Those were very unhappy times for me
as I remember my parents constantly arguing, and many times I cried
myself to sleep. I remember instinctively praying to God that I should
grow up soon and be able to help my parents in some way to be able to
buy food and clothes and pay rent so they wouldn't be so mad at each
(After reading the book "Shtetl," I
realize how lucky we were that, due to circumstances, we wound up in
Cuba. Our lives were spared. We were "survivors" of the war and
Holocaust. Thank God.)
When I was about 8 years old, my
mother started teaching me to write and read Yiddish after school and
made me write letters to my aunts and uncles in the U.S.A.
They probably enjoyed getting those
letters, as they would answer with some money included. That really
helped a lot as it paid for the rent once in a while or for a new pair
of shoes and a better meal sometimes.
I bit my fingernails, and my mother used all kinds of ideas to break me of the habit, including smearing bitter substances on my fingers. My mother decided to take me to a piano teacher to keep my hands busy. For a year I took lessons, but we didn't have a piano, so I couldn't practice anyway. And the teacher used to take me to church with her and put a cover on my head made of a handkerchief and teach me to pray the Christian way. I knew it was wrong for her to do that, but I never told my parents, as I didn't want to upset them. But I was glad when they stopped giving me the lessons, because they couldn't afford them anyway.
I did stop biting my nails when my parents gave me a manicure set. After
receiving the set, I couldn't wait till I had longer nails so I could
fix them and polish them.
By the time I was 7 years old, my
mother had a baby girl (Sarita). It was a very traumatic pregnancy and
very hard delivery with forceps. The baby had a head injury and died at
3 months old.
While my mother was in the hospital,
I stayed with the Weinsteins, who owned a Jewish restaurant. Their
daughter, Sarita, was 11 years old and she took good care of me for 10
days, until my mother came home from the hospital. I remember helping
out in the restaurant, filling the sugar, salt and pepper containers,
cutting bread and serving water to customers. They lived in the back of
the restaurant in two rooms, and Mrs. Weinstein, her daughter and I all
slept in one big bed. During my stay with them, I enjoyed all the food
that was available to me.
Thinking back about how and where we
lived in Cuba, my parents probably were embarrassed about not being able
to earn a living and didn't want the Jewish people to know how bad off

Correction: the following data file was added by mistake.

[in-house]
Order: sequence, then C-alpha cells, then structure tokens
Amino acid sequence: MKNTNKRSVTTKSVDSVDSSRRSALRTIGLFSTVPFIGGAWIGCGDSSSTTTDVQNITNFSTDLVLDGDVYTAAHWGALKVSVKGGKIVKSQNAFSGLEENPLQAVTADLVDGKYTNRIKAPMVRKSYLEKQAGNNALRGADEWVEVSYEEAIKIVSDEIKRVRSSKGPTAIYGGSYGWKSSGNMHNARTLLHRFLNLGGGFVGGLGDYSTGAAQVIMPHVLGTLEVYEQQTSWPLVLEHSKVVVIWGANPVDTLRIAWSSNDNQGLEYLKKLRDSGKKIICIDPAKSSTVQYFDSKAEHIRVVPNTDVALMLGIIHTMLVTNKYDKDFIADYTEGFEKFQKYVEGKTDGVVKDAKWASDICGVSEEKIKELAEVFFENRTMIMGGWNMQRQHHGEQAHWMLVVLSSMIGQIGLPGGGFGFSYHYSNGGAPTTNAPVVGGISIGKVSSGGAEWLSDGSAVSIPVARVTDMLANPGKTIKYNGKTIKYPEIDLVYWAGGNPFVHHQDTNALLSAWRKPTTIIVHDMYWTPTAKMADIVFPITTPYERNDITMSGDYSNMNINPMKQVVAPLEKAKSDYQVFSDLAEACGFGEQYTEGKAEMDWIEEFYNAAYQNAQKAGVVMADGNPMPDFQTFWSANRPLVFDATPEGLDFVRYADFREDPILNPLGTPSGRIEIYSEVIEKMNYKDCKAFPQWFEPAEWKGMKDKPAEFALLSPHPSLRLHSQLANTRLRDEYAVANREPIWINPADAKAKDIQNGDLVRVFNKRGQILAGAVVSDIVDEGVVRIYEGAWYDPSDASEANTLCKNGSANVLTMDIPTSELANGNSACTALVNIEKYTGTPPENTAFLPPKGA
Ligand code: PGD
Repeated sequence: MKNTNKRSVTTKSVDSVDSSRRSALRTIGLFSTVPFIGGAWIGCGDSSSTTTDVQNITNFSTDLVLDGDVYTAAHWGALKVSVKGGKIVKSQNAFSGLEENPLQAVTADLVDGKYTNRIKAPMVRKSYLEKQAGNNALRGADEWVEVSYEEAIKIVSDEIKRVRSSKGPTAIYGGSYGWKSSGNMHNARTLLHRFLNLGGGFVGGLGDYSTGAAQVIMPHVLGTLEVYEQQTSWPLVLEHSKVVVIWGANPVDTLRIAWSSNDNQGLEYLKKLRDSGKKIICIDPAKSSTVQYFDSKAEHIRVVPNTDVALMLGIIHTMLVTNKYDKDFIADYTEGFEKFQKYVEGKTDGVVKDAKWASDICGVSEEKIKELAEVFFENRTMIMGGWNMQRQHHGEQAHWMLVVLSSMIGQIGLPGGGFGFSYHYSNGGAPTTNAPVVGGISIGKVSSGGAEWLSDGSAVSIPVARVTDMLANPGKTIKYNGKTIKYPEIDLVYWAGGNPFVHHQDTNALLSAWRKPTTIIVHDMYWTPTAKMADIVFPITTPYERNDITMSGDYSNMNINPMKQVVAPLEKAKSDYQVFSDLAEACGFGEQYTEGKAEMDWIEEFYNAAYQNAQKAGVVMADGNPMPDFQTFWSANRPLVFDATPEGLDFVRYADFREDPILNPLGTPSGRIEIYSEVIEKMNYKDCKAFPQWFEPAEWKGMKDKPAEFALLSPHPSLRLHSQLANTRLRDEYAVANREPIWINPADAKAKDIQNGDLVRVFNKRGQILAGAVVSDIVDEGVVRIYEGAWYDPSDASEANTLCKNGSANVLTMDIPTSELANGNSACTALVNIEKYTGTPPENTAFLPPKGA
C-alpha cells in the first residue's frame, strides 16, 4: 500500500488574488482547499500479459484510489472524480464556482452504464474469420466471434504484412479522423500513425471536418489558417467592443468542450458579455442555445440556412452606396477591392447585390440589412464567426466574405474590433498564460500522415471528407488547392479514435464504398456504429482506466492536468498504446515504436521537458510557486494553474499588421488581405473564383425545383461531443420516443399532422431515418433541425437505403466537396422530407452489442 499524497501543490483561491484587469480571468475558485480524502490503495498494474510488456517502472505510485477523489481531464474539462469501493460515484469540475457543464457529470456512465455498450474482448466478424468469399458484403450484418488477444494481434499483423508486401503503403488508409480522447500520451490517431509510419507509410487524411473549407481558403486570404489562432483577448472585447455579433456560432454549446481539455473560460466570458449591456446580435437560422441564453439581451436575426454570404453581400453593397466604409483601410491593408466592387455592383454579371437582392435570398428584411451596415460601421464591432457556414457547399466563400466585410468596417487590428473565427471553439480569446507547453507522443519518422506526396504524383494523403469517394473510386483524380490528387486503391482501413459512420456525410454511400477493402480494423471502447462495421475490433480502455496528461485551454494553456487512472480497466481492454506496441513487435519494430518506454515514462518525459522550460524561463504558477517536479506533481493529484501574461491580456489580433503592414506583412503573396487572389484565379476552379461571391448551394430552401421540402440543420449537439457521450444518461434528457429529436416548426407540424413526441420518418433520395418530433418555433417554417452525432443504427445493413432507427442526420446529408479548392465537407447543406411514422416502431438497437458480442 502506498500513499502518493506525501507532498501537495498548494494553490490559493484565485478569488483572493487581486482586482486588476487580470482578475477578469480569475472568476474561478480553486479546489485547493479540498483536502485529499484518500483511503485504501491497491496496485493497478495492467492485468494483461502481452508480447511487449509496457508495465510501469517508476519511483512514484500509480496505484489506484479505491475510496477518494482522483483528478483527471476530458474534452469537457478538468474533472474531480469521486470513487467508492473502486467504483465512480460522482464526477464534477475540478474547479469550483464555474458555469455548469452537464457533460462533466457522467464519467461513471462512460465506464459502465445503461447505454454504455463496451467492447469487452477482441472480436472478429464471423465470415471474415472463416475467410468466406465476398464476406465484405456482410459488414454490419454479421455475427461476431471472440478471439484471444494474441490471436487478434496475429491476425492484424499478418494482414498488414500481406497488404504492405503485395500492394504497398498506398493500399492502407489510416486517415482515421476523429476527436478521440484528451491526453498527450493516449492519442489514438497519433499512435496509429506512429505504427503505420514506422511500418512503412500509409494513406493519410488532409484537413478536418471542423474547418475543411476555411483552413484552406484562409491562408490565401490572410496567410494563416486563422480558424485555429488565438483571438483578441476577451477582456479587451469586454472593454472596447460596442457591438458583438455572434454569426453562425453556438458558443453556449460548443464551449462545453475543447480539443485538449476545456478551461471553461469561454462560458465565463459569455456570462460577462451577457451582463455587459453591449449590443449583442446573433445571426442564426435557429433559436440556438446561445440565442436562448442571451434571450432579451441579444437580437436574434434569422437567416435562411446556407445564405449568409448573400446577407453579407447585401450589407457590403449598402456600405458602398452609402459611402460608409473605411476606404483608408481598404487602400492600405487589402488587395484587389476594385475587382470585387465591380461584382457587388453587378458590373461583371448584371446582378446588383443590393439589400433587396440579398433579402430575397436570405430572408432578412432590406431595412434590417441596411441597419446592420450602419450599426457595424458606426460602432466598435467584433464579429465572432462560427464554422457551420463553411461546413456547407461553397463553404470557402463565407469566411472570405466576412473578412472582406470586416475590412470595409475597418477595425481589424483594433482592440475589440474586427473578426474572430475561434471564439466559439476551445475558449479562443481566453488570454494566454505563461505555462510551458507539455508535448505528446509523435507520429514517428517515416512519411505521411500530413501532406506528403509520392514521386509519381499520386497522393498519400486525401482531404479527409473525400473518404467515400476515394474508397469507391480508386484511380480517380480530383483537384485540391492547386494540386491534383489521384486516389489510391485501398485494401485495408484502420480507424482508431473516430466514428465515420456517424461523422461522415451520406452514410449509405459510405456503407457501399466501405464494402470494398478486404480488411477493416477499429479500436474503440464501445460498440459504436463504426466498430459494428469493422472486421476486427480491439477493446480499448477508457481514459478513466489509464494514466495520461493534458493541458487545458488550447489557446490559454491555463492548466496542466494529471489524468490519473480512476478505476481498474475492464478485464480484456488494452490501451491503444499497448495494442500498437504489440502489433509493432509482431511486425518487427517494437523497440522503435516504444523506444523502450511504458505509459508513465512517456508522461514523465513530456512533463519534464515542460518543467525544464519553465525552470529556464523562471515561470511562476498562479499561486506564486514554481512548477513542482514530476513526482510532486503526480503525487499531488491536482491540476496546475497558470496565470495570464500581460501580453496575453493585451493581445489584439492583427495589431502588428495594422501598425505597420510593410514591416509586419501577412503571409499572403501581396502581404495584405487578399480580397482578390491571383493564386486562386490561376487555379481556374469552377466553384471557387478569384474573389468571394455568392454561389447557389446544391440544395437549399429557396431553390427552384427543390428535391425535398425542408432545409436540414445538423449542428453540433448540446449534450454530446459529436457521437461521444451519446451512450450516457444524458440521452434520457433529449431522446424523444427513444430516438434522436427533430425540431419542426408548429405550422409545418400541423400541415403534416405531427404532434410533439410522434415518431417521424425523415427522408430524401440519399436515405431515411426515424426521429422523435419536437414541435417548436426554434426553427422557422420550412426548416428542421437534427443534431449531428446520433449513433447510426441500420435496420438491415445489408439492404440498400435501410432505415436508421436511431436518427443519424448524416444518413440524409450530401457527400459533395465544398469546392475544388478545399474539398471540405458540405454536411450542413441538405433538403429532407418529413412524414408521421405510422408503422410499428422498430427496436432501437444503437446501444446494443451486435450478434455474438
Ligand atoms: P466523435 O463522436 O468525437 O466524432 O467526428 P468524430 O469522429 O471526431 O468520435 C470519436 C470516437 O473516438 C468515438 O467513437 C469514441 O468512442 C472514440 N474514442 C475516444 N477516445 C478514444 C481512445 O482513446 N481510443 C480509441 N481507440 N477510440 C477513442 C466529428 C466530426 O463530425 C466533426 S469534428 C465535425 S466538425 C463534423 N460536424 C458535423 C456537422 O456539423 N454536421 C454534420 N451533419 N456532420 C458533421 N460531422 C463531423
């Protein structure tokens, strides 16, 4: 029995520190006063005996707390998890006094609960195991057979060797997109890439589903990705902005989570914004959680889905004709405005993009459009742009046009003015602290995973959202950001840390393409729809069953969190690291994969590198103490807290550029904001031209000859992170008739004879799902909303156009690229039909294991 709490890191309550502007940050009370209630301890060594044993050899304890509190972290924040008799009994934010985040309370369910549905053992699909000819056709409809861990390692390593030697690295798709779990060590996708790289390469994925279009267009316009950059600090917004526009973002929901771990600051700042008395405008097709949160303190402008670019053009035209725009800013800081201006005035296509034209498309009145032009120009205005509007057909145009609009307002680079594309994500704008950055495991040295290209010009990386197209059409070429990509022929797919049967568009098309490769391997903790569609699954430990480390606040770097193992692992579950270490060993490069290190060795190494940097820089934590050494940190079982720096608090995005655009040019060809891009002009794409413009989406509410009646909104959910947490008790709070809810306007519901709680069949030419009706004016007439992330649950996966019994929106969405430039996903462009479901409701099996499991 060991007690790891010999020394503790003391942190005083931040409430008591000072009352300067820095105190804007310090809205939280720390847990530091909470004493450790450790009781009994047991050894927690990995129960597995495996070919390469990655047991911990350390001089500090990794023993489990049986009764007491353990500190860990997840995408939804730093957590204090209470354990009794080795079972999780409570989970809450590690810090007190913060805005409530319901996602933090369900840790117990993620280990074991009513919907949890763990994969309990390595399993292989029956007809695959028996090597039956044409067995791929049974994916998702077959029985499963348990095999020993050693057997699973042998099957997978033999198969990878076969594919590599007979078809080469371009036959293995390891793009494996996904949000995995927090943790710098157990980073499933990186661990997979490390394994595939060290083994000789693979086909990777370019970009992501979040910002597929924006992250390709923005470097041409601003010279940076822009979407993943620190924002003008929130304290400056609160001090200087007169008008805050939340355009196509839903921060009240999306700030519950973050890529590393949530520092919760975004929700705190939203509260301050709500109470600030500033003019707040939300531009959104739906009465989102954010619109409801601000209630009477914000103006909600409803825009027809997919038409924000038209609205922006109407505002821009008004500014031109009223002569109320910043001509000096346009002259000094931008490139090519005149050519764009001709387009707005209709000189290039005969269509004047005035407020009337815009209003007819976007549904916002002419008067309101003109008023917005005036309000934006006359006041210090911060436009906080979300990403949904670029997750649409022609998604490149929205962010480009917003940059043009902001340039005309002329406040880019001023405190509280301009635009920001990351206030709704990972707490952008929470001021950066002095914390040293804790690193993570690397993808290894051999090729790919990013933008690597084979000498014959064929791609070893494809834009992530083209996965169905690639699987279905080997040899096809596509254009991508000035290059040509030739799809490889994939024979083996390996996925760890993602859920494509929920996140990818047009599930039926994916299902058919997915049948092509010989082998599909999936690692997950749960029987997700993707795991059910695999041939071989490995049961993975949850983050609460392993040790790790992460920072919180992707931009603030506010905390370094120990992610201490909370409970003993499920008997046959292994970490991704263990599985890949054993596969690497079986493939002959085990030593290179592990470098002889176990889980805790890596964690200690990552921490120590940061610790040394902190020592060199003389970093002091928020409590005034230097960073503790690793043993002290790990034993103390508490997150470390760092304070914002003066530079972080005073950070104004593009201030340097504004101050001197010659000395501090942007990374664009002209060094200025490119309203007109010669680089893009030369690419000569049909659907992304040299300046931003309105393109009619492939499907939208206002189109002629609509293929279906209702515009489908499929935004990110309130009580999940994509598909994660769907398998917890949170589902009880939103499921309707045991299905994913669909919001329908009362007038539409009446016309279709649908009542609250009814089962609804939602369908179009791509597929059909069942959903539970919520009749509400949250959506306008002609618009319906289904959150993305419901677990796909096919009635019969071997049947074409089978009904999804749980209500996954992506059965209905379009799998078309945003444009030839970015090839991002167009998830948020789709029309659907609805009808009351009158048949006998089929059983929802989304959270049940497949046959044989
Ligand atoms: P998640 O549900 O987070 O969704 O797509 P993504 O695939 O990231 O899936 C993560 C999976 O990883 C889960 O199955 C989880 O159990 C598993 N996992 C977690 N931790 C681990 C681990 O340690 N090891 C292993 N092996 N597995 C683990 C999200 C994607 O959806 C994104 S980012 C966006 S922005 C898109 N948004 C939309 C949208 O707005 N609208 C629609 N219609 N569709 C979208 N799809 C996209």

we were. They used to say they could be good Jews without living among
them. None of our neighbors were Jewish, but we had Jewish friends.
I remember one time when my parents
were evicted from our room and they didn't have any cash to get a room
elsewhere. A family whose last name was Levy let us move into their
home. The room was smaller than the rooms we used to rent, but my
parents managed to squeeze in our furniture.
The Levys had a son who was bigger
than me in size but younger. He was a little devil. He teased me a lot
and made a lot of noise when I tried to do my homework. I kept our door
locked at all times, so he would bang on it. One time he poured water
over the transom. We didn't live there very long.
It was very sad what happened to
that family. The husband had a mistress, and when his wife had a baby
girl that was born while she was sitting on the toilet, she became
psychotic and was put in a mental institution.
I heard other people who knew them
say that the mistress practiced voodoo and put a hex on the wife. The
children were raised by the mistress, and the little girl contracted
syphilis. I don't know the end of their story. Some said the children
did make it to the U.S.
In Cuba, I didn't have any Jewish
religious instruction. My parents when to Rosh Hashanah services at the
Israelite Center, where they bought tickets to get in, but they never
took me along, that I can remember.
The Catholic Christians in Cuba were
very active in seeking converts, trying to save the souls of people with
different religions, as they had done with the Indians throughout the
In 1933, there was a big revolution
in Cuba. The people and political activists overthrew the corrupt
Machado government. I remember there was shooting on and off for a week
and scarcity of food and water, and how I hid under the bed. Whenever I
heard the shooting, I would run and hide under the bed.
Batista, an army colonel, took over
then, and everyone who was a Machado sympathizer was arrested or killed.